Kubernetes – Revolutionizing How Businesses Build and Deploy Applications
Kubernetes is everywhere. The number of articles, blogs, conferences, books, etc. is mind boggling. It seems like everyone is either discussing or implementing Kubernetes. The buzz around Kubernetes is a perfect example of technology that fits the technology hype cycle.
If one has paid attention to the evolution of Kubernetes, they can look at the hype cycle above and can put checkmarks next to where Kubernetes has reached a specific point in the cycle. Where is Kubernetes today? Many would say that technology has reached the Slope of Enlightenment phase; perhaps Entering the Plateau of Productivity.
Regardless of where Kubernetes may be viewed on the hype cycle, the number of vendors that have become a part of the Kubernetes ecosystem is remarkable. Why? What makes the technology so appealing? Much of the underlying technology has existed for years. Similar to how Docker took existing technology and made it readily available to a broader audience, Kubernetes has done the same by homogenizing the coordination, or orchestration of containers into a de-facto standard runtime platform using technology that has existed for some time.
The Culmination of Many Smaller, Synergistic Evolutionary Steps
In the general-purpose computing world, Kubernetes is a revolution. It’s a big step in the decades long running evolution of virtualization. For example, Java, and its virtual machine, became a widely used technology that provided an abstraction on top of the operating system on which an application executed. Virtual machines became ubiquitous in providing an abstraction on top of the hardware on which applications executed. Now, Kubernetes provides an abstraction over the network of computers and/or virtual machines providing an abstraction over how applications are deployed and monitored. None of the examples, including Kubernetes, were the pioneers in what they offered. However, they were and are the assembling of existing technologies made available to the general-purpose computing world.
Why the history lesson? Think back. Prior to Java, building and running applications for multiple hardware and operating system configurations was a major undertaking. Prior to virtual machines, applications required their own, dedicated computer. In the business world, both technologies had rocky starts. Today, they’re considered utilitarian. Kubernetes is on the same trajectory.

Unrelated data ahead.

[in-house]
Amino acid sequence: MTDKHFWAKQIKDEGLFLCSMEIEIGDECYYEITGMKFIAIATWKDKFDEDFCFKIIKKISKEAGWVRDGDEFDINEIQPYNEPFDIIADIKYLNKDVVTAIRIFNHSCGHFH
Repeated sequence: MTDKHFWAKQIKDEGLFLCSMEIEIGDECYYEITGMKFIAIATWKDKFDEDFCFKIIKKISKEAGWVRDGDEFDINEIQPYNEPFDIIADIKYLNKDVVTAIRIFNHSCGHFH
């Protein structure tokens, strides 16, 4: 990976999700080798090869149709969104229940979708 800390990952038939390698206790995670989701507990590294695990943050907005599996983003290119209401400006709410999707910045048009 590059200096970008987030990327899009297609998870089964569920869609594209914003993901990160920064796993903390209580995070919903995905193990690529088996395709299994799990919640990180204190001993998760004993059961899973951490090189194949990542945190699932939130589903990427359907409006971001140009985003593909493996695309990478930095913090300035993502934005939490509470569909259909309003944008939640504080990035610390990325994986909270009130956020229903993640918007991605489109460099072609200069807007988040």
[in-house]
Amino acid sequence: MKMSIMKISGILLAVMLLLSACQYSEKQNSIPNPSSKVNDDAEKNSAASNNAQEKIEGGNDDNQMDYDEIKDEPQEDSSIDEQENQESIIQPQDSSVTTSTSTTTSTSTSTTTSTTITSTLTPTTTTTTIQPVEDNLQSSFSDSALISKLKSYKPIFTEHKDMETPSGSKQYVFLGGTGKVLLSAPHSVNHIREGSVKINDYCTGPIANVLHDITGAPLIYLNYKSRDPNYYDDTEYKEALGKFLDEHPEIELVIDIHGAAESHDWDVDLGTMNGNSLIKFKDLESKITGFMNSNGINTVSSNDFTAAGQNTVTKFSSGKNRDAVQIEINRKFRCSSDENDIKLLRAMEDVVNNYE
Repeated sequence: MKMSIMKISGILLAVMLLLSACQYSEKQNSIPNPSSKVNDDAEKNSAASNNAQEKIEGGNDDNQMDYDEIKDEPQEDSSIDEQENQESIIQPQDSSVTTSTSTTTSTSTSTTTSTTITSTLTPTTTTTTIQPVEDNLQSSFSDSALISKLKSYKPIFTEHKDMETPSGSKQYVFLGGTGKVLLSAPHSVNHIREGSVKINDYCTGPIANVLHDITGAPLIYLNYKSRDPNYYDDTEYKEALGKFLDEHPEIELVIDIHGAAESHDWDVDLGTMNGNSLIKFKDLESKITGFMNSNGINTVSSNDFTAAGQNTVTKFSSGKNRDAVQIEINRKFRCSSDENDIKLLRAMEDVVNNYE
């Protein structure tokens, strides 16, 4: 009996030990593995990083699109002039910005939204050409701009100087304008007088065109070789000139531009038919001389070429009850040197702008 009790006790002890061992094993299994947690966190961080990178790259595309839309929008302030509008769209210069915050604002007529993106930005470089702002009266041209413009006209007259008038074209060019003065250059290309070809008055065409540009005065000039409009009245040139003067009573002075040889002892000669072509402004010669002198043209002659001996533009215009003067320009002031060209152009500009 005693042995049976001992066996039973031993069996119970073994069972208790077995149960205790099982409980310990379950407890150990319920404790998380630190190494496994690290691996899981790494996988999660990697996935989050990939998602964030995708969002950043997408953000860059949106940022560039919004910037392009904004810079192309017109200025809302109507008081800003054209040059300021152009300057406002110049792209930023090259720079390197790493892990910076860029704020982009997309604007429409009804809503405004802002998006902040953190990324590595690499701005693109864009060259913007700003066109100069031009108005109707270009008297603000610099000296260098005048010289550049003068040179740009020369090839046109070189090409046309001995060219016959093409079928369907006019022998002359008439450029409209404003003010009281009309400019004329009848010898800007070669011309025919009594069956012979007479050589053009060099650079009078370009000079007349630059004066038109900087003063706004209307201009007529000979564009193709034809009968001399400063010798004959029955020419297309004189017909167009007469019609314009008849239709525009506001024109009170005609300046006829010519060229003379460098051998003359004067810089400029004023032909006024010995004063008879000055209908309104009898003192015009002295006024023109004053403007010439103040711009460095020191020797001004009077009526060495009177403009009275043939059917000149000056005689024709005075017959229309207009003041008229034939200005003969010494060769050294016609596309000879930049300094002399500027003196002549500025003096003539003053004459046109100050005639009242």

Why Does an Organization Adopt Kubernetes?
What makes the Kubernetes revolution interesting is that, while a being a revolution, it’s an evolutionary step for many applications to take advantage of Kubernetes. Kubernetes doesn’t define new ways to develop microservices, implement security, support scalability, etc. What it offers is an array of features that support cohesive and consistent patterns in delivering applications. Kubernetes doesn’t replace existing industry best practices. It builds upon them.
Minimizes Vendor Lock-in
Technology vendors always have hooks that lock an organization into their product suite. There’s nothing wrong with taking advantage of unique vendor offerings. It may be the reason why a vendor is selected. The key is uniqueness of offering. Taking a step back and reviewing the typical components or systems required to support a business application, there aren’t many, if any, components that are truly unique to a vendor.
Consider cloud platforms. They all offer stable and high-speed network connectivity, several relational and NoSQL data storage options, multiple CPUs, disk storage choices, and so on. What makes them unique? The way in which the technologies are assembled for deployment. If desired, a hand crafted, custom deployment strategy could be developed that protected a business from vendor deployment lock-in. This is a costly exercise. On the other hand, each cloud vendor offers their own service for managing application deployments. This simplifies the deployment and management process. At the same time, it is unique to the vendor, therefore lock-in occurs.